Earlier today the Fifty-First Series of Meetings of the Assemblies of the Member States of World Intellectual Property Organization (WIPO) began in Geneva, Switzerland, and will run through October 2, 2013. This meeting of Member States comes at a time of internal unrest for WIPO. On September 19, 2013 several members of the House Subcommittee on Intellectual Property wrote a letter to Secretary of State John Kerry urging the U.S. government to oppose the re-election of WIPO Director General Francis Gurry who is serving the final year of his first six-year term.
The letter was sent by Congresswoman Zoe Lofgren (D-CA), Congresswoman Anna Eshoo (D-CA), Congresswoman Ileana Ros-Lehtinen (R-FL), Congressman Howard Coble (R-NC) and Congressman Melvin Watt (D-NC). Lofgren, Coble and Watt are all members of the House Subcommittee on Intellectual Property, with Coble serving as Chair and Watt serving as the Ranking Member. Ros-Lehtinen is Chair of the House Subcommittee on Foreign Affairs. Esho serves as Ranking Member of the House Subcommittee on Communications and Technology.
The letter, brief and to the point, states:
We understand that the process for election of the WIPO Director General has just begun, and that the incumbent, Francis Gurry, has signaled his interested in being re-elected for another six year term.
We urge the Administration not to support Mr. Gurry’s bid for re-election. Early last year it was discovered that he had been using WIPO funds to send secret shipments of expensive American-made computer equipment to North Korea and Iran. This is activity that would have put any U.S. citizen behind bars, but when caught in the act, Gurry did not stop or even apologize. Instead he claimed that U.S. law was of no concern to him or WIPO. Then he refused to allow WIPO witnesses to testify in a bipartisan investigation being conducted by the House Committee on Foreign Affairs.
The letter goes on to ask the Administration to “work diligently to identify and support an alternate candidate for leadership” of WIPO. Gurry’s term in office as Director General expires on September 30, 2014.
In his e-mail newsletter last week, Hal Wegner explained that this Congressional letter to Secretary Kerry “outlines manifest friction between the Director General and his Deputy, Jim Pooley.” Pooley, a former litigation partner at Morrison & Foerster, was nominated by the Obama Administration in May 2009 to become Deputy Director General at the WIPO. In 2009 Pooley had also reportedly been considered for the post of Director of the United States Patent and Trademark Office.
The friction between Pooley and Gurry has been something of an open secret. While not widely reported, as far as I can tell Wegner is accurate when he says this Congressional letter touches on a point of friction. I have heard at various times about the cool relationship between the two, and I have been told that Pooley unsuccessfully objected to WIPO’s sale of computers to North Korea.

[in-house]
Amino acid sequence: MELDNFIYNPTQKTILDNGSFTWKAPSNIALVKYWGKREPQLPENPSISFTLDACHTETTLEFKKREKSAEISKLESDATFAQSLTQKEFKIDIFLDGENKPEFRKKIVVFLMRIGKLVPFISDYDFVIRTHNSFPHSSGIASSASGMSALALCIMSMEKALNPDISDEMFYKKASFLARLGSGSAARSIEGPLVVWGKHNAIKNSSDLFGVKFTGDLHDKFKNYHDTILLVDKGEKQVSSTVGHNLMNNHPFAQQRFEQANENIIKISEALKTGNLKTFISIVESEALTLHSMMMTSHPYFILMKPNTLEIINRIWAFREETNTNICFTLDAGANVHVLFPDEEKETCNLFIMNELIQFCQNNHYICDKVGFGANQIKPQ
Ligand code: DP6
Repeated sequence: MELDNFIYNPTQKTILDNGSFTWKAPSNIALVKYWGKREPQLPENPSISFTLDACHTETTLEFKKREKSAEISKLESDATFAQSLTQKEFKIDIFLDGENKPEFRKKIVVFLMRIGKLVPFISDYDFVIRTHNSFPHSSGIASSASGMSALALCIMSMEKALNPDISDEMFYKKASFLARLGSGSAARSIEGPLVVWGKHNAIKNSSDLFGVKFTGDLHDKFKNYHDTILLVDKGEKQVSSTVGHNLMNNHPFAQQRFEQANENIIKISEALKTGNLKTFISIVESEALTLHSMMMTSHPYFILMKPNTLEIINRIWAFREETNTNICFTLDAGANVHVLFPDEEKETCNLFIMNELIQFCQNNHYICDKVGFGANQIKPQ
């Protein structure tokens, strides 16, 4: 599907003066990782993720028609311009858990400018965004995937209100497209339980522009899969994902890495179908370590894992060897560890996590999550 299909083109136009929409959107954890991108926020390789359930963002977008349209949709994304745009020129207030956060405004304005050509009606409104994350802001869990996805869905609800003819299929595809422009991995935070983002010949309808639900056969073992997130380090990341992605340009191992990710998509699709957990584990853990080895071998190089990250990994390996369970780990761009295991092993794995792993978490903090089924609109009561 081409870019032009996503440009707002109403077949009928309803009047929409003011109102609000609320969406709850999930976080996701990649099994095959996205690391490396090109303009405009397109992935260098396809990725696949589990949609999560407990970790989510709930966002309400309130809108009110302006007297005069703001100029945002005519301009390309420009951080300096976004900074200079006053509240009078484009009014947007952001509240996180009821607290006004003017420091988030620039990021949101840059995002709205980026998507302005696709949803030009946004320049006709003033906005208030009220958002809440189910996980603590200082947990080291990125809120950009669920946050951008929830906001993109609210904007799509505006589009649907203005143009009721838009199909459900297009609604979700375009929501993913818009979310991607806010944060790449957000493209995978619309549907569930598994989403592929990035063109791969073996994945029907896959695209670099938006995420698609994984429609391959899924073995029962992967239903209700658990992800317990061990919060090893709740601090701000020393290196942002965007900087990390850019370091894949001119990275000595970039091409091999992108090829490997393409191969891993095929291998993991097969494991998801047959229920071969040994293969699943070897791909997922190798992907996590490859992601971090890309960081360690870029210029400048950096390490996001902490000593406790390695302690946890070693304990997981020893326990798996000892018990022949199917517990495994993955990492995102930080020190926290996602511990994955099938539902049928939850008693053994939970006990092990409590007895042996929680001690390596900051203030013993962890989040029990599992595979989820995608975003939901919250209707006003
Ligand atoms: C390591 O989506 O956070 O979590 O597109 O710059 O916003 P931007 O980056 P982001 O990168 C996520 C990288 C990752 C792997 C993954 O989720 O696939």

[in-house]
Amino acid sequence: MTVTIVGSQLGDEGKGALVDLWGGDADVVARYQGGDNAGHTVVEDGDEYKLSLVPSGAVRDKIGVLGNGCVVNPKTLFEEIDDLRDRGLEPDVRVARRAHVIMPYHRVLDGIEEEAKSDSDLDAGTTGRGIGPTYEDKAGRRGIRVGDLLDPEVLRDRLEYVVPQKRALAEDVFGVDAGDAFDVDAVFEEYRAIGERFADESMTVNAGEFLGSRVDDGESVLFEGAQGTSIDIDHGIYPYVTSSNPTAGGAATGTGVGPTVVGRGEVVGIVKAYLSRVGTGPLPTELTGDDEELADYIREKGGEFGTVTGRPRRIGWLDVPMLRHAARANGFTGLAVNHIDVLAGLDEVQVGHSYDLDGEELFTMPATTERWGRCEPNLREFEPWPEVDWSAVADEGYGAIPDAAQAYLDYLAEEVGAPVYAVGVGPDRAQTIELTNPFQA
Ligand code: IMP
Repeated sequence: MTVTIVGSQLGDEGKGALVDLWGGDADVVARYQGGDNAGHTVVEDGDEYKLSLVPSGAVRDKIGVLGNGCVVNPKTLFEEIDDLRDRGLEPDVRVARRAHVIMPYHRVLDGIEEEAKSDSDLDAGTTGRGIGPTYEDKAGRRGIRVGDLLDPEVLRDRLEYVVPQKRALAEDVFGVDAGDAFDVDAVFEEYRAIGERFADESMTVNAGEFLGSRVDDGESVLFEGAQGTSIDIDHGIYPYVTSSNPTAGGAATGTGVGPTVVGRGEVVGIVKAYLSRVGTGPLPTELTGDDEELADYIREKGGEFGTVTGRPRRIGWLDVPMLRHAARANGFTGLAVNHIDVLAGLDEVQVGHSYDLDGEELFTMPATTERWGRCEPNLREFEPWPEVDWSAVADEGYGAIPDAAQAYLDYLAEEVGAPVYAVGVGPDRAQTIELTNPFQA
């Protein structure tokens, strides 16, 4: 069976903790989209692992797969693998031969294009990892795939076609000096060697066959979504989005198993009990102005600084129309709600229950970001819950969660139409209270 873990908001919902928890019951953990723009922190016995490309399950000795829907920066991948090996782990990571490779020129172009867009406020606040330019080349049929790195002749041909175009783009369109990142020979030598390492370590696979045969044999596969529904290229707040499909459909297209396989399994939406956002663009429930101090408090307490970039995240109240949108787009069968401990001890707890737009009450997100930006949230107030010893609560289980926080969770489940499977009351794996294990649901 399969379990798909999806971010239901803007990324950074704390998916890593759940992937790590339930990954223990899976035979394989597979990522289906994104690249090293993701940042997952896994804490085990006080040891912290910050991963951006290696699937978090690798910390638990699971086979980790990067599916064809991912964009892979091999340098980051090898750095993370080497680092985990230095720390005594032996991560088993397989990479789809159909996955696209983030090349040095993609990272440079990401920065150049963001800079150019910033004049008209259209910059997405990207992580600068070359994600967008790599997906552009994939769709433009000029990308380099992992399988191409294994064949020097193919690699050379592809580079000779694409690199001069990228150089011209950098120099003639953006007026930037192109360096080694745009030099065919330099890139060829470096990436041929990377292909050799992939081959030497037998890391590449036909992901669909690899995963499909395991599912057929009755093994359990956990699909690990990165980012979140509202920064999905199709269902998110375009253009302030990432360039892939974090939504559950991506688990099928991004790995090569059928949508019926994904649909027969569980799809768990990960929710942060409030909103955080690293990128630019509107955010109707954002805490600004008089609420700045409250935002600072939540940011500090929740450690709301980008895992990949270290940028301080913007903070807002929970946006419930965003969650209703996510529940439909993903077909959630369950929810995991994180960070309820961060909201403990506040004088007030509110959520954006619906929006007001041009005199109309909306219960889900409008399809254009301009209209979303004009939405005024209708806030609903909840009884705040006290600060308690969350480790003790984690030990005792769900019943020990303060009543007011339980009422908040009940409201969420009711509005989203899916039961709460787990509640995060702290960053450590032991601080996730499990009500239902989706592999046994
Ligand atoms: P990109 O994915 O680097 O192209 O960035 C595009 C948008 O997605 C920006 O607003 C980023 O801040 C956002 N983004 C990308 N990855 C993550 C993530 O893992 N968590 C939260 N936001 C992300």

Meanwhile, the United States is also combatting the attempted dismantling of the Innovation Division. IP-Watch has reported:
Programme 30 was reinstalled at the request of member states during the last [Program and Budget Committee] PBC meeting in July.
However, the US said it was concerned that only [small and mid-size enterprizes] SMEs had been reinstalled in programme 30, and not the innovation part of the programme. The US wants the innovation division to remain intact with the same amount of funding and the same number of posts, said the delegate.
The creation of the innovation division made sense in 2011 and still does, he argued. “The US cannot understand why after less than a year in existence the secretariat wants to cast the various functions of programme 30 and the staff of the innovation division to the far reaches of the organisation.” Despite the fact the unit was approved for the 2012/2013 biennium, “we understand that the abolishment of the division” through staff moves is already underway, the delegate said, “which we strongly oppose.”
The US challenged the secretariat’s ability to “abruptly dismantle” the programme. “We member states decide what the priorities are for the organisation, not the secretariat.”
Thus, the next 10 days in Geneva may be particularly interesting to watch, and things only promise to get more interesting as we approach the end of the year and see whether Gurry will be re-elected or if Pooley or some other candidate emerges with sufficient backing to gain the appointment as next Director General of WIPO.
The deadline for submission of candidates is December 6, 2013.